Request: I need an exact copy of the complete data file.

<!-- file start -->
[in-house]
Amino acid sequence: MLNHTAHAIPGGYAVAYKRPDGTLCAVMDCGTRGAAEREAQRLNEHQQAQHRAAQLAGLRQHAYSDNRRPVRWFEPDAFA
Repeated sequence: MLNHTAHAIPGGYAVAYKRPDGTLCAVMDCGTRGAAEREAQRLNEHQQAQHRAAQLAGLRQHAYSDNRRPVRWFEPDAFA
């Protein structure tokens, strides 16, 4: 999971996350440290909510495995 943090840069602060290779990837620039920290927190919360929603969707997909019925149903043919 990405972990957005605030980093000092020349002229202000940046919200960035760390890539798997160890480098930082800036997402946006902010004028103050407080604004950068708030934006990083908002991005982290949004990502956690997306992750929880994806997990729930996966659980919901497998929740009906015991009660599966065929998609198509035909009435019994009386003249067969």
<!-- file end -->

[in-house]
Amino acid sequence: MLNHTAHAIPGGYAVAYKRPDGTLCAVMDCGTRGAAEREAQRLNEHQQAQHRAAQLAGLRQHAYSDNRRPVRWFEPDAFA
Repeated sequence: MLNHTAHAIPGGYAVAYKRPDGTLCAVMDCGTRGAAEREAQRLNEHQQAQHRAAQLAGLRQHAYSDNRRPVRWFEPDAFA
């Protein structure tokens, strides 16, 4: 999971996350440290909510495995 943090840069602060290779990837620039920290927190919360929603969707997909019925149903043919 990405972990957005605030980093000092020349002229202000940046919200960035760390890539798997160890480098930082800036997402946006902010004028103050407080604004950068708030934006990083908002991005982290949004990502956690997306992750929880994806997990729930996966659980919901497998929740009906015991009660599966065929998609198509035909009435019994009386003249067969």